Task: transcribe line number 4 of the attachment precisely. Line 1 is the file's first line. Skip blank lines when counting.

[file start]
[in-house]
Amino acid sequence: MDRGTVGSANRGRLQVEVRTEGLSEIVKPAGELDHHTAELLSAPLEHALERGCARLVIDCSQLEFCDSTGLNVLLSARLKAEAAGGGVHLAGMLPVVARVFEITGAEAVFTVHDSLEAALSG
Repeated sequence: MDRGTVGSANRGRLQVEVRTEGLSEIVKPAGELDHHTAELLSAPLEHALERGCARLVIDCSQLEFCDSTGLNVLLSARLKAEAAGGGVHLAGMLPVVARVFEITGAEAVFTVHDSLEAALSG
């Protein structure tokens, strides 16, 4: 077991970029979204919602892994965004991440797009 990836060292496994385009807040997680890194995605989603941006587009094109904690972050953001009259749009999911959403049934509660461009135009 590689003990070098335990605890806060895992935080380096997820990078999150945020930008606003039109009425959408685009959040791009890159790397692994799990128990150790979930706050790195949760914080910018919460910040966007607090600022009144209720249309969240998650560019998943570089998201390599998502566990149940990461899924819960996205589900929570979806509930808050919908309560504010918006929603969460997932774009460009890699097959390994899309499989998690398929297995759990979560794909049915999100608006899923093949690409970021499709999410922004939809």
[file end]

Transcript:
């Protein structure tokens, strides 16, 4: 077991970029979204919602892994965004991440797009 990836060292496994385009807040997680890194995605989603941006587009094109904690972050953001009259749009999911959403049934509660461009135009 590689003990070098335990605890806060895992935080380096997820990078999150945020930008606003039109009425959408685009959040791009890159790397692994799990128990150790979930706050790195949760914080910018919460910040966007607090600022009144209720249309969240998650560019998943570089998201390599998502566990149940990461899924819960996205589900929570979806509930808050919908309560504010918006929603969460997932774009460009890699097959390994899309499989998690398929297995759990979560794909049915999100608006899923093949690409970021499709999410922004939809």